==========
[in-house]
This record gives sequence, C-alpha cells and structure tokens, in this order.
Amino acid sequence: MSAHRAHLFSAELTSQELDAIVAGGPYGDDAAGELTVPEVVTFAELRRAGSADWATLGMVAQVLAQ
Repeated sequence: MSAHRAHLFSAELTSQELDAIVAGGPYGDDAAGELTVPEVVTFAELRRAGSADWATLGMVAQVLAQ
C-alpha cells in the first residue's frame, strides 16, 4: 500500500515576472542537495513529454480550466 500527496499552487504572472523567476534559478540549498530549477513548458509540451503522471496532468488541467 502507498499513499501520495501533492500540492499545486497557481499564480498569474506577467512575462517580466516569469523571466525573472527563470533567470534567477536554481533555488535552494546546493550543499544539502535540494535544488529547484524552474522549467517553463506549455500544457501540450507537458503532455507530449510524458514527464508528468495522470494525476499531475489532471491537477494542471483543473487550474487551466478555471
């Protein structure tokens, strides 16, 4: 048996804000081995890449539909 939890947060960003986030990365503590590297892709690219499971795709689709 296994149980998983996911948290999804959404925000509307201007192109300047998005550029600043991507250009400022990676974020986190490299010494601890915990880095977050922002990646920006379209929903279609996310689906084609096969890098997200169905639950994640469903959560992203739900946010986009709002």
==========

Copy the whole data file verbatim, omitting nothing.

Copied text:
[in-house]
This record gives sequence, C-alpha cells and structure tokens, in this order.
Amino acid sequence: MSAHRAHLFSAELTSQELDAIVAGGPYGDDAAGELTVPEVVTFAELRRAGSADWATLGMVAQVLAQ
Repeated sequence: MSAHRAHLFSAELTSQELDAIVAGGPYGDDAAGELTVPEVVTFAELRRAGSADWATLGMVAQVLAQ
C-alpha cells in the first residue's frame, strides 16, 4: 500500500515576472542537495513529454480550466 500527496499552487504572472523567476534559478540549498530549477513548458509540451503522471496532468488541467 502507498499513499501520495501533492500540492499545486497557481499564480498569474506577467512575462517580466516569469523571466525573472527563470533567470534567477536554481533555488535552494546546493550543499544539502535540494535544488529547484524552474522549467517553463506549455500544457501540450507537458503532455507530449510524458514527464508528468495522470494525476499531475489532471491537477494542471483543473487550474487551466478555471
């Protein structure tokens, strides 16, 4: 048996804000081995890449539909 939890947060960003986030990365503590590297892709690219499971795709689709 296994149980998983996911948290999804959404925000509307201007192109300047998005550029600043991507250009400022990676974020986190490299010494601890915990880095977050922002990646920006379209929903279609996310689906084609096969890098997200169905639950994640469903959560992203739900946010986009709002």